Friday, July 10, 2009

Mad Sq Reads: The New York Novel

Thursdays in the summertime easily test my decision making skills. It's like suddenly finding yourself in the front of a long and impatient line at Starbucks with no idea if you want a tall skinny vanilla latte, a grande peppermint tea, or an extra hot regular Colombian blend. 'Tall! Decaf! Cappuccino!' (Name that movie.)

Brooklyn Bridge began its free summer outdoor film series tonight (shhh, don't tell anyone, I want the crowds to stay small and non-touristy), Chelsea offers its final group shows before closing down in August, and the great Alison Hughes hosts a summer reading series in Madison Square Park.

I chose the later this evening, in favor of a night outdoors celebrating the 'New York Novel'. I hadn't read either of the evening's novels, and to be quite honest, haven't been reading any novels as of late. I've been stuck in the memoir and biography category, which has proven mighty interesting.

I ditched the novel after the 'best novel of 2008' (Edgar Sawtelle, I will never understand your selling power) made me nod off on the subway and miss my stop this past December. In addition to a few lovely books by people like Molly Wiezenberg, Isabel Gillies, Ruth Reichl, and Julia Child, most of my chosen memoirs are actually really embarrassing. Sandra Lee, anyone? Kristen Chenoweth? ummm... Hugh Hefner? (His family is from Nebraska, don't judge.) Yes, I could probably stand to read a novel or two.

The readings are held at the North end of the park, each week is themed, and the crowd a group of namely uptight intellectuals, a famous ballet dancer or two (maybe that was just last night?), and me. I have been to three this summer, but this was the first without a rainstorm. Thank goodness.

The readers, Elinor Lipman and Laura Jacobs, seemed so shy and proud of their New York novels, reading each word with care and visible love. We could tell they were excited to share their created worlds with those in attendance and wanted so badly for us to like them. It was refreshing, it was dear.

But as the reading concluded, I felt that pang of deep empathy when the crowd once again sat silent during question and answer time. They looked out expectantly but were met with nothing more than the noise of honking cabs, screaming children, dogs in heat. So as is becoming custom at these things, I searched my brain for something to relieve these two sweet women from their awkward babbling about whether or not they should leave the stage. (Painful, I tell you!) I stood up, marched to the microphone, asked the authors about the city itself.

New York is a city of secrets. It's all insider knowledge, its a big secret society, and we can't help but judge those who don't speak the language. When writing a New York novel, how does one keep the rest of the world interested? Can someone from, say, Minnesota read a book about the Upper West Side without knowing what Zabars is?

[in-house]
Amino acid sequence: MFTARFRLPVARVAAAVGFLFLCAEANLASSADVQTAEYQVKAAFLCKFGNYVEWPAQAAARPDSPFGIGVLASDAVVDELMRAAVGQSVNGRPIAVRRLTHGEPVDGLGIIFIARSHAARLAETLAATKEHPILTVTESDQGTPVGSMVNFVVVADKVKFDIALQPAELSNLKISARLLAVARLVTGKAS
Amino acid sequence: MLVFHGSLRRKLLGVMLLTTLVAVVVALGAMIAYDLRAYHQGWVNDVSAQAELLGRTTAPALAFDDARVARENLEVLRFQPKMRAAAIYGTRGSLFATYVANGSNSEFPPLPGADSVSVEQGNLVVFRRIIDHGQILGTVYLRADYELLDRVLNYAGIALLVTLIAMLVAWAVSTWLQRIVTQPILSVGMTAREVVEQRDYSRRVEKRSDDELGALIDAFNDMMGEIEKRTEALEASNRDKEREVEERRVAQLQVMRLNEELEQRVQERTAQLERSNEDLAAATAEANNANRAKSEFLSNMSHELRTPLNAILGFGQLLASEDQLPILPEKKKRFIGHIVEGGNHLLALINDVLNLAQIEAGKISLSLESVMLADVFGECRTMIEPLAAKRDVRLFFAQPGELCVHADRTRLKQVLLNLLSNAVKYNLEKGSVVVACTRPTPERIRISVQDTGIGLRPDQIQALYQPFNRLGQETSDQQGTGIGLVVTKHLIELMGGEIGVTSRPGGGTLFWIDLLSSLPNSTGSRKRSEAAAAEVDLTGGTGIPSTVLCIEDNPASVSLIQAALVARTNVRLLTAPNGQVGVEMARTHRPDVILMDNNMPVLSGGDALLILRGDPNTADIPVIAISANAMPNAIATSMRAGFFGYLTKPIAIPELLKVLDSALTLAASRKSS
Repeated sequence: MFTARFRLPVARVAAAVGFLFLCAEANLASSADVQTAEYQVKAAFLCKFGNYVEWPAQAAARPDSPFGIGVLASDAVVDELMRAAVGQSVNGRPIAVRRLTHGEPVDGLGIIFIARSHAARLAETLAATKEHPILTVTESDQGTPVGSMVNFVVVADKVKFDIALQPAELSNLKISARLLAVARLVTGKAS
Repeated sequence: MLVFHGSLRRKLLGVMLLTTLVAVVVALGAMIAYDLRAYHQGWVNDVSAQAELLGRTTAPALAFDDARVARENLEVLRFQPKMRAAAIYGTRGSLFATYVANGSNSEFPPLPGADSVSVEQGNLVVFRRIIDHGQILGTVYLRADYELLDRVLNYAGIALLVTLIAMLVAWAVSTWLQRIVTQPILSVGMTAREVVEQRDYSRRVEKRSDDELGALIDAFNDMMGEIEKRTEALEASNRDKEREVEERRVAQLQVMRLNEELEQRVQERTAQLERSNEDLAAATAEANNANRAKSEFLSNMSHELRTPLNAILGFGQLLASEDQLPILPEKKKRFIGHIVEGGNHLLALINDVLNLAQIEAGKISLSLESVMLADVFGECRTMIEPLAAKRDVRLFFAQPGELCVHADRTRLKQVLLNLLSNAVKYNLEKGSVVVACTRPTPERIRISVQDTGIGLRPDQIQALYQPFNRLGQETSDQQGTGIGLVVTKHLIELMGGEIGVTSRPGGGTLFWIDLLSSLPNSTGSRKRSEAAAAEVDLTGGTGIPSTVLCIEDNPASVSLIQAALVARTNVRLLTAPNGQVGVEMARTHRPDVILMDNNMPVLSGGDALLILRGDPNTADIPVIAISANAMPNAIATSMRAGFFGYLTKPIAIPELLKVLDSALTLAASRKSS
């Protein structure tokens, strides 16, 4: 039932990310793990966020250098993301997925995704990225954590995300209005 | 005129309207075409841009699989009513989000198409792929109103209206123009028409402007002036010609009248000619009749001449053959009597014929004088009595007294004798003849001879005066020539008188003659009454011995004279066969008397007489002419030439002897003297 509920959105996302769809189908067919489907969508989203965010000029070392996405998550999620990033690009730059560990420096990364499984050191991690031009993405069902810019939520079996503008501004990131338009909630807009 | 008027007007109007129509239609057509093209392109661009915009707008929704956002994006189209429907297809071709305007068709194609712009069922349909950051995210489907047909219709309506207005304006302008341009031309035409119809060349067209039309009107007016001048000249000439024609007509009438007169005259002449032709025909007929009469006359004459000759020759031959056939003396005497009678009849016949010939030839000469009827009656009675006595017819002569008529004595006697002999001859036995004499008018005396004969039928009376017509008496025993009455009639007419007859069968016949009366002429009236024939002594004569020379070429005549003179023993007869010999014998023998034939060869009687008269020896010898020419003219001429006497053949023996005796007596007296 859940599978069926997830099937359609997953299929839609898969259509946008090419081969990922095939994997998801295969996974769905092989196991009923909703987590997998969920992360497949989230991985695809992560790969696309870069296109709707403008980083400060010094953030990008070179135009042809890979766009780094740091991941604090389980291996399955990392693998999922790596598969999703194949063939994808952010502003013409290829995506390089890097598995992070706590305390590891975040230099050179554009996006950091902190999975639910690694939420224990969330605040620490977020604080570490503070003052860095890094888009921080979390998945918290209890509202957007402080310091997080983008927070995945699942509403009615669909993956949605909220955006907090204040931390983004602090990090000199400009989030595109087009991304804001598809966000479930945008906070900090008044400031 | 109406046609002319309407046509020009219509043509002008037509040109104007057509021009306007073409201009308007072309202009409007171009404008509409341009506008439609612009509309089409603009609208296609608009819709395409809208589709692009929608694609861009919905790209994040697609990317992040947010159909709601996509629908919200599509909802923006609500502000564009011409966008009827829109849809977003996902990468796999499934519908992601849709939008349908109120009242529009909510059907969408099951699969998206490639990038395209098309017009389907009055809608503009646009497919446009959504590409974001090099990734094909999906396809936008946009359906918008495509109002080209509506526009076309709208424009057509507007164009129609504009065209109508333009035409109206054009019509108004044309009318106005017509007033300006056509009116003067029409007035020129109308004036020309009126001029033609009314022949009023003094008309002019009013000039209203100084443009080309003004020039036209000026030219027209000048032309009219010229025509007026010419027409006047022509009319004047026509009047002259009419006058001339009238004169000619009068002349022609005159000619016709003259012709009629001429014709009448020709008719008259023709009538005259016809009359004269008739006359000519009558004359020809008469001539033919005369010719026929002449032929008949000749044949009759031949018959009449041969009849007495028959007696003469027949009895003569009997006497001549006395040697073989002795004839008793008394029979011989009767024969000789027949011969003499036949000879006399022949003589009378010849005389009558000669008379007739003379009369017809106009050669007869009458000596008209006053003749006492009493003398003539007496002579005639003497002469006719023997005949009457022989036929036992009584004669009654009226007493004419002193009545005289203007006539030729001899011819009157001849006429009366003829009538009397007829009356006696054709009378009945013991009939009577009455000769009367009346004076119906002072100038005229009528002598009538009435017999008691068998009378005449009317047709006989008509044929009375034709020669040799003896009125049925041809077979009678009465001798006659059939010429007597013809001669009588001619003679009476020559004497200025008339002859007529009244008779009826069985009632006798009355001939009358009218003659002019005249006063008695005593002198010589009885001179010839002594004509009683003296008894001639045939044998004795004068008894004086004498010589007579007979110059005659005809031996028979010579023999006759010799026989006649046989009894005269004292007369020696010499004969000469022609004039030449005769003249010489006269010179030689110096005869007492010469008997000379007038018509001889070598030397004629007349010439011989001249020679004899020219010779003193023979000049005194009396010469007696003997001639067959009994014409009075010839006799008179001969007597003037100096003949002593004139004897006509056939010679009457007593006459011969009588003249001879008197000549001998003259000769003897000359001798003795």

I often wonder this when watching old reruns of Sex and the City, Seinfeld, and Gossip Girl. The references are SO very site specific. The language isn't dumbed down and the characters never explain themselves. I honestly still don't quite understand how it works.

I watched Sex and the City for years before I moved here, yet felt like I was watching them for the first time as soon as I started recognizing street corners, as soon as I knew what Duane Read, Sushi Samba, and the Meatpacking district were. As soon as I started picking up on these things I really didn't understand how it could ever be interesting to someone who doesn't live here.

The funny thing is... the authors didn't quite know how to explain it either. Both of them have lived in New York long enough that they too have forgotten what its like to not belong to the club. It's like when John and Michael entered Neverland and forgot what it was like to not be a Lost Boy, to not spend their days chasing mermaids and fighting pirates.

Elinor commented that her New England readers assume that she's making up places like Gracious Home and H&H Bagels, and giggled at the thought. Laura said that she likes her characters to leave New York every once in a while to give us all a break from the city. (Well, that didn't really answer my question, now did it, Laura?)

The truth is that one you're in you're in. Once you know the language you can't imagine not speaking it. This is why we raise the volume of our voice when speaking with someone who doesn't understand English, and why we think that talking slower will somehow help.

I could have asked many more questions on the topic, as well as questions about how to write a novel and how to create a world and a dialogue that doesn't yet exist. It would be fun, wouldn't it? To create a New York all your own? Maybe I'll try one of these days. We'll see. :)


La said...

you've got mail. :-)

Sarah Butler said...

good girl.